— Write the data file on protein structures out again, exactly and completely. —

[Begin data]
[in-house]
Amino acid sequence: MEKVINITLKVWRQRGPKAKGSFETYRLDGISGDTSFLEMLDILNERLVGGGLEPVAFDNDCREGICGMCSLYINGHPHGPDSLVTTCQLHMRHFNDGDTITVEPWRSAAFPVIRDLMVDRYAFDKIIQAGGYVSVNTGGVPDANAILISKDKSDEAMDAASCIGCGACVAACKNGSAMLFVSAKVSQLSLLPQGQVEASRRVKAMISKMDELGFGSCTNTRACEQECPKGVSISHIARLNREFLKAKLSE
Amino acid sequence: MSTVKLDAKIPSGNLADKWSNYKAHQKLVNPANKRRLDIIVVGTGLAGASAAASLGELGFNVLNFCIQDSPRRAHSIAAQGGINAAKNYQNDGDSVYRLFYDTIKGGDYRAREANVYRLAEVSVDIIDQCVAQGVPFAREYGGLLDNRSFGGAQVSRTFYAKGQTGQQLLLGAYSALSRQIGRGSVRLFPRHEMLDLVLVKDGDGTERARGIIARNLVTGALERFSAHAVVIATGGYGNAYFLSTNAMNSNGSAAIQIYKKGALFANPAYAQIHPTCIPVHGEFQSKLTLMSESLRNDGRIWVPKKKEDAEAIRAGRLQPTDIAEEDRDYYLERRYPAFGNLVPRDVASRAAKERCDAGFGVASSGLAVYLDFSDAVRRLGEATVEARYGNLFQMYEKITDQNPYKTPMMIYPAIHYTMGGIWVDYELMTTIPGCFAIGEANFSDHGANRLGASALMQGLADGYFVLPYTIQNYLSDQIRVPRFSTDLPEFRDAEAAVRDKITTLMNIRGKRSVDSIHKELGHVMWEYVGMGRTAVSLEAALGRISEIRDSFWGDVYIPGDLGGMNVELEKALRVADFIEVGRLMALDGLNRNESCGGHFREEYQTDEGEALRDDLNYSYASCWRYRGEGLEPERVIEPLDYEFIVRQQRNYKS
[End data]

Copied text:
[in-house]
Amino acid sequence: MEKVINITLKVWRQRGPKAKGSFETYRLDGISGDTSFLEMLDILNERLVGGGLEPVAFDNDCREGICGMCSLYINGHPHGPDSLVTTCQLHMRHFNDGDTITVEPWRSAAFPVIRDLMVDRYAFDKIIQAGGYVSVNTGGVPDANAILISKDKSDEAMDAASCIGCGACVAACKNGSAMLFVSAKVSQLSLLPQGQVEASRRVKAMISKMDELGFGSCTNTRACEQECPKGVSISHIARLNREFLKAKLSE
Amino acid sequence: MSTVKLDAKIPSGNLADKWSNYKAHQKLVNPANKRRLDIIVVGTGLAGASAAASLGELGFNVLNFCIQDSPRRAHSIAAQGGINAAKNYQNDGDSVYRLFYDTIKGGDYRAREANVYRLAEVSVDIIDQCVAQGVPFAREYGGLLDNRSFGGAQVSRTFYAKGQTGQQLLLGAYSALSRQIGRGSVRLFPRHEMLDLVLVKDGDGTERARGIIARNLVTGALERFSAHAVVIATGGYGNAYFLSTNAMNSNGSAAIQIYKKGALFANPAYAQIHPTCIPVHGEFQSKLTLMSESLRNDGRIWVPKKKEDAEAIRAGRLQPTDIAEEDRDYYLERRYPAFGNLVPRDVASRAAKERCDAGFGVASSGLAVYLDFSDAVRRLGEATVEARYGNLFQMYEKITDQNPYKTPMMIYPAIHYTMGGIWVDYELMTTIPGCFAIGEANFSDHGANRLGASALMQGLADGYFVLPYTIQNYLSDQIRVPRFSTDLPEFRDAEAAVRDKITTLMNIRGKRSVDSIHKELGHVMWEYVGMGRTAVSLEAALGRISEIRDSFWGDVYIPGDLGGMNVELEKALRVADFIEVGRLMALDGLNRNESCGGHFREEYQTDEGEALRDDLNYSYASCWRYRGEGLEPERVIEPLDYEFIVRQQRNYKS